Inclusion of BIPOC individuals (Black, Indigenous, and people of color) in clinical research is critical for understanding how conditions develop in different populations. In a systematic review, researchers explored participant data from 12 North American multisite research studies of clinical high risk for psychosis and first episode psychosis (FEP). Most ethnoracial groups were appropriately represented in high risk studies based on their share of the U.S. population; Black participants were overrepresented in FEP studies. Inclusion of BIPOC individuals in both types of studies is encouraging, but opportunities exist to most effectively incorporate diverse backgrounds into psychosis research. To learn more, see the study in Psychiatric Services.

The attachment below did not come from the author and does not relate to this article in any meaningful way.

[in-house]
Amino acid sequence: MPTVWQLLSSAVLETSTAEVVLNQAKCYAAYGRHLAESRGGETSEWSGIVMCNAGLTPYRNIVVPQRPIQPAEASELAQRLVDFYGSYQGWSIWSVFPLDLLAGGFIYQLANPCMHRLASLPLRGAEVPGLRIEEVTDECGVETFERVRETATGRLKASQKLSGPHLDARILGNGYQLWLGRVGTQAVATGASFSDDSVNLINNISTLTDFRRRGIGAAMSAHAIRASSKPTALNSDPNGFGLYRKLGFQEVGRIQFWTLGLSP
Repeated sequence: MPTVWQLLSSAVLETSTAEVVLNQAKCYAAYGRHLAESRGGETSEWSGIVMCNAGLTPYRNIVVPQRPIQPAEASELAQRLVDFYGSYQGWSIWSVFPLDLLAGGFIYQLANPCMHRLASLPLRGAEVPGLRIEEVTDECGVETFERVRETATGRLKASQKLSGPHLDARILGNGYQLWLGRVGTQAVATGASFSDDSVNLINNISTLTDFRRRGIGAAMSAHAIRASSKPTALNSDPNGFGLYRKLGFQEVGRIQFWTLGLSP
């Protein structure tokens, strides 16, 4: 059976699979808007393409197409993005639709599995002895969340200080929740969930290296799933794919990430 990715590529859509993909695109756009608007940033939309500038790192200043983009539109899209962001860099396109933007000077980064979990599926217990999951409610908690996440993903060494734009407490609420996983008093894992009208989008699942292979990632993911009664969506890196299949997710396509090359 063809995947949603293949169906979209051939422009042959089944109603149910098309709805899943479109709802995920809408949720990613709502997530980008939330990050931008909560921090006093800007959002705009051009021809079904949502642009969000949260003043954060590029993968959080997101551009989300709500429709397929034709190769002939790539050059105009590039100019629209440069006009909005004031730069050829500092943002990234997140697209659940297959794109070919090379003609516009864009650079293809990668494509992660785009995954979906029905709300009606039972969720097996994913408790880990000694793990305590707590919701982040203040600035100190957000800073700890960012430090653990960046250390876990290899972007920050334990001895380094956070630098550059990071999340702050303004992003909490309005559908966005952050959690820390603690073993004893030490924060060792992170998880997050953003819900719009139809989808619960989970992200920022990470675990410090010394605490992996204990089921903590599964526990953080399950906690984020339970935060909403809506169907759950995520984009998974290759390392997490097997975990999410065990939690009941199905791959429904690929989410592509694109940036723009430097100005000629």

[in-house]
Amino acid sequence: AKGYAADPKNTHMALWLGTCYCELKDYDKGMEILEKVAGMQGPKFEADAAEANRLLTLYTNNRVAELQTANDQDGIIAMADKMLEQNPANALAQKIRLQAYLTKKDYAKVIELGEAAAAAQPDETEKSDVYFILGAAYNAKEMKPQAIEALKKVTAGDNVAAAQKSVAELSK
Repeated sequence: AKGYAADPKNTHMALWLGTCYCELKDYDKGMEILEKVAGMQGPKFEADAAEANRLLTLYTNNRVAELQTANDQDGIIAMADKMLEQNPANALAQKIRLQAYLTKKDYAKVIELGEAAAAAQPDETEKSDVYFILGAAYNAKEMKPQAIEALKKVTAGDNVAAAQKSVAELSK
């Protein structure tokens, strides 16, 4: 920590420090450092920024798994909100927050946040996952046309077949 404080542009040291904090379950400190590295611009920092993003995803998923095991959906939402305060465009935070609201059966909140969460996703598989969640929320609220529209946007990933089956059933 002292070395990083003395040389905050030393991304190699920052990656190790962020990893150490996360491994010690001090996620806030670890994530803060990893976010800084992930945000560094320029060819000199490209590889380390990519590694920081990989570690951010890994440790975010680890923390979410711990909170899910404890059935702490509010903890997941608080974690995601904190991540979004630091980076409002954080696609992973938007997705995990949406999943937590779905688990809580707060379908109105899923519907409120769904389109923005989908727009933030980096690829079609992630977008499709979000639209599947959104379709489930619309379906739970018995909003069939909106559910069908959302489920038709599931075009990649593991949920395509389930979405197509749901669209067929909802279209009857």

Large Study Finds Semaglutide Medications Associated With Lower Risk For Suicidal Ideation Than Other Obesity And Diabetes Drugs

Large Study Finds Semaglutide Medications Associated With Lower Risk For Suicidal Ideation Than Other Obesity And Diabetes Drugs

Jan 05 2024

Amidst increasing popularity of semaglutide medications such as Wegovy and Ozempic, concerns have been raised that the glucagon-like peptide 1 receptor (GLP1R) agonist medications may increase suicidal thoughts. In a recent study, researchers analyzed electronic health records for 240,000 people being treated for excess weight or obesity with either semaglutide or a non-GLP1R medication. Treatment with semaglutide was associated with lower risk for suicidal ideation compared to non-GLP1R medications across demographic groups. Findings were replicated in 1.5 million people with type 2 diabetes being treated to lower blood pressure. To learn more, see the study in Nature.

SAMHSA Releases 2022 National Survey on Drug Use and Health Report

SAMHSA Releases 2022 National Survey on Drug Use and Health Report

Nov 13 2023